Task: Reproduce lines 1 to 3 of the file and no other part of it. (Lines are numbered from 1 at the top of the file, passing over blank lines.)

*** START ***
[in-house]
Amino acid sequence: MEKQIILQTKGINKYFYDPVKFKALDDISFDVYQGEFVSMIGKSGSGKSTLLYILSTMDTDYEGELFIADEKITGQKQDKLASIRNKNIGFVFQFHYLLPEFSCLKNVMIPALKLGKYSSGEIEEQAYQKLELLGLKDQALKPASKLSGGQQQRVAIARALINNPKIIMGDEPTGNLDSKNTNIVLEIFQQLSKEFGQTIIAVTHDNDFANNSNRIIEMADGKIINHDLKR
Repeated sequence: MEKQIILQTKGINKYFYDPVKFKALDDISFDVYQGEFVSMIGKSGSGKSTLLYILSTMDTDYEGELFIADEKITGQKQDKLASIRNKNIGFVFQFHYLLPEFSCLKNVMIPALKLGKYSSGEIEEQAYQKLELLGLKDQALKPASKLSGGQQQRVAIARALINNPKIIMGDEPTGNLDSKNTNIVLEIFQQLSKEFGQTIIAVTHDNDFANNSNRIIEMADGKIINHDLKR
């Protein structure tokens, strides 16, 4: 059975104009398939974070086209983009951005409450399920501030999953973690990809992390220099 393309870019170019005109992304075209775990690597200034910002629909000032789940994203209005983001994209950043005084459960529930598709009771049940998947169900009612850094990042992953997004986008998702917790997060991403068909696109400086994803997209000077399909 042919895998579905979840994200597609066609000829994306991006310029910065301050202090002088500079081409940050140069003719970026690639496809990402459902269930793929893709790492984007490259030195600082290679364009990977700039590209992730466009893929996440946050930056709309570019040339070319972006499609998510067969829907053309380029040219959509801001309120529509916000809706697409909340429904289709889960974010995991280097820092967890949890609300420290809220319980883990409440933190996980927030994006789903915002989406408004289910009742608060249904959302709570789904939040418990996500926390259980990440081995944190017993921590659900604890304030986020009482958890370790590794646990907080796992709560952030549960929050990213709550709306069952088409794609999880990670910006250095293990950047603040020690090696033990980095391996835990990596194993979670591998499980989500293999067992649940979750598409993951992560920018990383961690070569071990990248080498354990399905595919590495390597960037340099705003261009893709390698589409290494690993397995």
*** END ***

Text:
[in-house]
Amino acid sequence: MEKQIILQTKGINKYFYDPVKFKALDDISFDVYQGEFVSMIGKSGSGKSTLLYILSTMDTDYEGELFIADEKITGQKQDKLASIRNKNIGFVFQFHYLLPEFSCLKNVMIPALKLGKYSSGEIEEQAYQKLELLGLKDQALKPASKLSGGQQQRVAIARALINNPKIIMGDEPTGNLDSKNTNIVLEIFQQLSKEFGQTIIAVTHDNDFANNSNRIIEMADGKIINHDLKR
Repeated sequence: MEKQIILQTKGINKYFYDPVKFKALDDISFDVYQGEFVSMIGKSGSGKSTLLYILSTMDTDYEGELFIADEKITGQKQDKLASIRNKNIGFVFQFHYLLPEFSCLKNVMIPALKLGKYSSGEIEEQAYQKLELLGLKDQALKPASKLSGGQQQRVAIARALINNPKIIMGDEPTGNLDSKNTNIVLEIFQQLSKEFGQTIIAVTHDNDFANNSNRIIEMADGKIINHDLKR